China state-sponsored hackers hack ASEAN mail servers

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china state sponsored hackers hack asean mail servers

In February of last year, Chinese state-sponsored hackers breached the Association of Southeast Asian Nations (ASEAN) mail systems, taking a trove of data that may have contained crucial information about the economies and politics of member nations.

According to a vulnerability alert acquired by WIRED, hackers took over 30GB of data, including over 10,000 emails exchanged by member countries, by infiltrating computers in February 2022. The alert was sent to cybersecurity agencies and foreign affairs ministries, as well as other government entities, in all ten ASEAN member states, including Thailand, Malaysia, Singapore, and the Philippines.

The incident occurred a few weeks before US Vice President Joe Biden hosted ASEAN leaders at the White House for diplomatic meetings that addressed opposing China’s influence in the region. At the two-day meeting, Biden also offered $150 million to ASEAN nations for infrastructure, security, and pandemic response.

The Chinese threat actors apparently exploited “legitimate credentials” to breach the and domains used by ASEAN’s Microsoft Exchange servers. In addition, they exploited four Microsoft Exchange vulnerabilities throughout the hack.

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The notice states that this is not the first time Chinese hackers have hacked ASEAN, as the intergovernmental body was targeted in July 2021 and between May and October 2019 as well.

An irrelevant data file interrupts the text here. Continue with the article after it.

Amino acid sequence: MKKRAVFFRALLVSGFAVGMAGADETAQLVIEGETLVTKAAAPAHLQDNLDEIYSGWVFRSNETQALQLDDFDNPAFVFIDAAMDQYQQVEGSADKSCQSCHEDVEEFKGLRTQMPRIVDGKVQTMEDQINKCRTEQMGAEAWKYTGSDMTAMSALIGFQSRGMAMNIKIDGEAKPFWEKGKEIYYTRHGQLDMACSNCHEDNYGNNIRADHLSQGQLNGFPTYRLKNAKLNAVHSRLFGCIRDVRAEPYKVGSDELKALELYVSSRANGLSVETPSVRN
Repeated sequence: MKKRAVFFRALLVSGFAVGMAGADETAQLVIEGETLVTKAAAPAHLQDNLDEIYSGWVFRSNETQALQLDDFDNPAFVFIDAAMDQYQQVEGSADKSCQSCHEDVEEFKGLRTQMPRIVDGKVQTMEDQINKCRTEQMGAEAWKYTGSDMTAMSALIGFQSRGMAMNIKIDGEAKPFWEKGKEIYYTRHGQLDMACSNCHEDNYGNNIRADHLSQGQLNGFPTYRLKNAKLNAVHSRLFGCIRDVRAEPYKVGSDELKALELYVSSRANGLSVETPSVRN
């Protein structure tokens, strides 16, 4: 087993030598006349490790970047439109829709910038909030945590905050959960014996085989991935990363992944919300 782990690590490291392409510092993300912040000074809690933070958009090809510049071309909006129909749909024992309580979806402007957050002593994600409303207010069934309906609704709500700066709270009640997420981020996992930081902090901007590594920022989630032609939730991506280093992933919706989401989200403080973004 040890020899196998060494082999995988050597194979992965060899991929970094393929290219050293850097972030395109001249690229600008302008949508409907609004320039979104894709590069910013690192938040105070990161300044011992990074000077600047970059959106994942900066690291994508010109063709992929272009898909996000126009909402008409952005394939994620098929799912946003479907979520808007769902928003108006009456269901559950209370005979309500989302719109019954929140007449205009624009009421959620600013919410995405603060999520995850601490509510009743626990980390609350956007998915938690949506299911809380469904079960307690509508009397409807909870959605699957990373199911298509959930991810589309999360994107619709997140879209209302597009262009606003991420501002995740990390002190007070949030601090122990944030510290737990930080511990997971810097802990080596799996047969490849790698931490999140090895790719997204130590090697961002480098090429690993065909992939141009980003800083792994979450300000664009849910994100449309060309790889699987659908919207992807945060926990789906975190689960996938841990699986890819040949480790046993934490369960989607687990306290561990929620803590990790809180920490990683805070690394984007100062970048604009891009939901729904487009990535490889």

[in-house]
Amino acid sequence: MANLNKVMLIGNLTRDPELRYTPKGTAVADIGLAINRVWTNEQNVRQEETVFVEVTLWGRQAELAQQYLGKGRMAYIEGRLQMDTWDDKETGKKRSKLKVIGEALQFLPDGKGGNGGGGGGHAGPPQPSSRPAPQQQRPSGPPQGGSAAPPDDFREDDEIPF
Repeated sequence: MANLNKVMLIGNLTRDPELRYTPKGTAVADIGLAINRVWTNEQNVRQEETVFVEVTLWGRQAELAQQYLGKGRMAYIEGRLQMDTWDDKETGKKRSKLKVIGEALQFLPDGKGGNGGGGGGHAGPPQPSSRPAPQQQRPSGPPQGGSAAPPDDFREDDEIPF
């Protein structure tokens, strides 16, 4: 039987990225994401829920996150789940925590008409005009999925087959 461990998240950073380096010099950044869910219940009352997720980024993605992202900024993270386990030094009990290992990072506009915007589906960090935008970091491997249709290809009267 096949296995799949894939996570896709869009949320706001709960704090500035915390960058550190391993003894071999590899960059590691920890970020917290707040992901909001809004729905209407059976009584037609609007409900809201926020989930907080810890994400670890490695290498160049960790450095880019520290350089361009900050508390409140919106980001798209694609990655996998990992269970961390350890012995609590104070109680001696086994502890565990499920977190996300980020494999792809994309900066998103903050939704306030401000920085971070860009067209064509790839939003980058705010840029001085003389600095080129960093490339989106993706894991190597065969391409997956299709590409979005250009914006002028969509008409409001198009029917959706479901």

Analysts believe Chinese hackers continue to target ASEAN because the data it possesses is crucial to gauging political and economic sentiments in the region.

China has made substantial investments in the region through the Belt and Road Initiative, a program that creates economic corridors connecting the Asian giant to neighboring nations. Yet, this strategy also increases China’s economic and political influence, causing friction with its neighbors. The territorial disputes in the South China Sea, involving China, the Philippines, Indonesia, and Vietnam, are one example of the geopolitical conflict that may result from the Chinese government’s aggressive securitization approach.

The alert states, “The identified intrusion campaigns almost certainly support key strategic goals of the Chinese government, such as gathering intelligence on countries engaged in territorial disputes in the South China Sea or on projects and countries strategically important to the Belt and Road Initiative.”

In the past two years, Recorded Future, a cybersecurity company, has tracked ten Chinese-affiliated groups that target Southeast Asian nations. Throughout 2021, the company also identified 400 Southeast Asian servers communicating with malware infrastructure that was presumably deployed by Beijing-backed threat actors. Malaysia, Indonesia, and Vietnam were the ASEAN countries most frequently targeted.

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